Literature Study GuidesBenito CerenoSection 5 The Truth Revealed Summary

Benito Cereno | Study Guide

Herman Melville

Download a PDF to print or study offline.

Study Guide
Cite This Study Guide

How to Cite This Study Guide

quotation mark graphic


Course Hero. "Benito Cereno Study Guide." Course Hero. 12 Apr. 2019. Web. 6 Aug. 2020. <>.

In text

(Course Hero)



Course Hero. (2019, April 12). Benito Cereno Study Guide. In Course Hero. Retrieved August 6, 2020, from

In text

(Course Hero, 2019)



Course Hero. "Benito Cereno Study Guide." April 12, 2019. Accessed August 6, 2020.


Course Hero, "Benito Cereno Study Guide," April 12, 2019, accessed August 6, 2020,

Benito Cereno | Section 5 (The Truth Revealed) | Summary



Captain Amasa Delano gets into his whaleboat and the boat pushes off, but Benito Cereno suddenly jumps overboard into Delano's boat. Immediately, some of the black men on board jump off and start swimming for the boat. The boat's captain manages to fend most of them off, but Babo nearly stabs Delano. Delano takes the dagger away and throws Babo to the floor of the boat, where Babo then removes a small knife from his clothes and tries to stab Cereno. Delano grabs Babo and ties him up. He has a sudden revelation that the black people on board the ship are actually the pirates and understands they murdered Cereno's friend Aranda and commandeered the ship. The covering comes off the figurehead of the ship: it is Aranda's skeleton. Upon reaching his ship, Captain Delano decides to give chase to the San Dominick, despite Cereno's pleas to leave it be.

Realizing he should stay with his ship, Captain Delano sends a force of sailors with a privateer in command to chase the San Dominick. When the boats get too close, some of the sailors on the San Dominick throw their hatchets at Delano's men, injuring one sailor. Delano's sailors fire their muskets at the San Dominick. Their intention is not to kill the sailors on board but to take them alive with the ship. Delano's sailors get the Spanish sailors who are high in the rigging to cut the sails, and then Delano's men shoot some of the leaders on board the San Dominick and are able to board in the ensuing chaos. In the battle that follows about 20 black men are killed. No white men are killed, though some are wounded. Captain Delano's men lock up the remaining black people on board the ship and sail back into the cove.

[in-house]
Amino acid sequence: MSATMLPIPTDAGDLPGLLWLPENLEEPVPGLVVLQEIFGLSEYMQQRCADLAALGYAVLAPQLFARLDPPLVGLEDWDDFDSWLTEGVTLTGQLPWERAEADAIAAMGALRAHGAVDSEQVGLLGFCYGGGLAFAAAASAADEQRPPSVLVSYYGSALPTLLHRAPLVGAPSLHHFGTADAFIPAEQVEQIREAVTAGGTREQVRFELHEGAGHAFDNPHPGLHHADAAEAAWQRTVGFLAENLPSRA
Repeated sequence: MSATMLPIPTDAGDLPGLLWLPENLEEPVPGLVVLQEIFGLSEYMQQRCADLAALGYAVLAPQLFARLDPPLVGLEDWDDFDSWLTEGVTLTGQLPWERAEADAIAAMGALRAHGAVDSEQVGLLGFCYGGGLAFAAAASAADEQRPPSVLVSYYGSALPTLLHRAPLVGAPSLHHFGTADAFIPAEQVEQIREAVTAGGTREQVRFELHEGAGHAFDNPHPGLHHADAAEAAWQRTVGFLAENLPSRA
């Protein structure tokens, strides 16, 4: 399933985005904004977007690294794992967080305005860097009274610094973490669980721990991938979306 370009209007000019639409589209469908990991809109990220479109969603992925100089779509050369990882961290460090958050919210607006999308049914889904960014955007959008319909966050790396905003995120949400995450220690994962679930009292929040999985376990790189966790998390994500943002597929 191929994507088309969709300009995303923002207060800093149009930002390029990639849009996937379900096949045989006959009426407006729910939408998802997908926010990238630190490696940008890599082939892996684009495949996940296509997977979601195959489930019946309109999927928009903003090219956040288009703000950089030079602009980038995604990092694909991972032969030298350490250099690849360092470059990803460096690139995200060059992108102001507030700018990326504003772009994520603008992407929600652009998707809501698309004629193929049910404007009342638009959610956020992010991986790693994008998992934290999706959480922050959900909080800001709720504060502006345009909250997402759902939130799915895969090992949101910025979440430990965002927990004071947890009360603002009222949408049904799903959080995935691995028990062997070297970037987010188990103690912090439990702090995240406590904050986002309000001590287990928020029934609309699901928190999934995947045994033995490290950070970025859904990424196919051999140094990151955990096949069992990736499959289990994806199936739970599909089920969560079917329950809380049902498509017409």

Finally, the strange situation and all of the uneasiness becomes clear, both to Captain Delano and the reader. It seems Melville has spun his story with the intent of portraying Captain Delano as a good and just man, and therefore when the reader views the black characters through Delano's eyes, they seem good-natured and relatively harmless. There are times when Delano's own suspicions are meant to stir the reader's suspicions as well because occasionally the captain does feel a sense of menace from some of the black characters, such as the hatchet sharpeners. In the end the author paints a portrait of a captain who is too good-natured and lacks the insight needed to see the true nature of the black people on board the ships—that they are desperate pirates.

While Melville seems to be telling a very particular story of the men who mutinied and took over a ship from its "good" white officers and crew, it is difficult from a modern lens not also to see this story from the other point of view. The racist views of the protagonist and the glossing over of the fact that the black people on board were all slaves being transported have the inadvertent effect of creating sympathy for the characters who are supposed to be antagonists. For a group of slaves to overthrow and even kill their buyers or masters in a bid for freedom is viewed very differently now than it was when Melville wrote the narrative. The narrator seems to have no intention of creating sympathy for the black characters in the story, painting them rather as murderers and pirates. But to the contemporary eye they can be viewed as justified in their revolt and their desire for freedom, and the reader is given an unusual opportunity to sympathize for the antagonists, or see them in actuality not as antagonists at all.

Cite This Study Guide

information icon Have study documents to share about Benito Cereno? Upload them to earn free Course Hero access!

Stuck? We have tutors online 24/7 who can help you get unstuck.
A+ icon
Ask Expert Tutors You can ask You can ask You can ask (will expire )
Answers in as fast as 15 minutes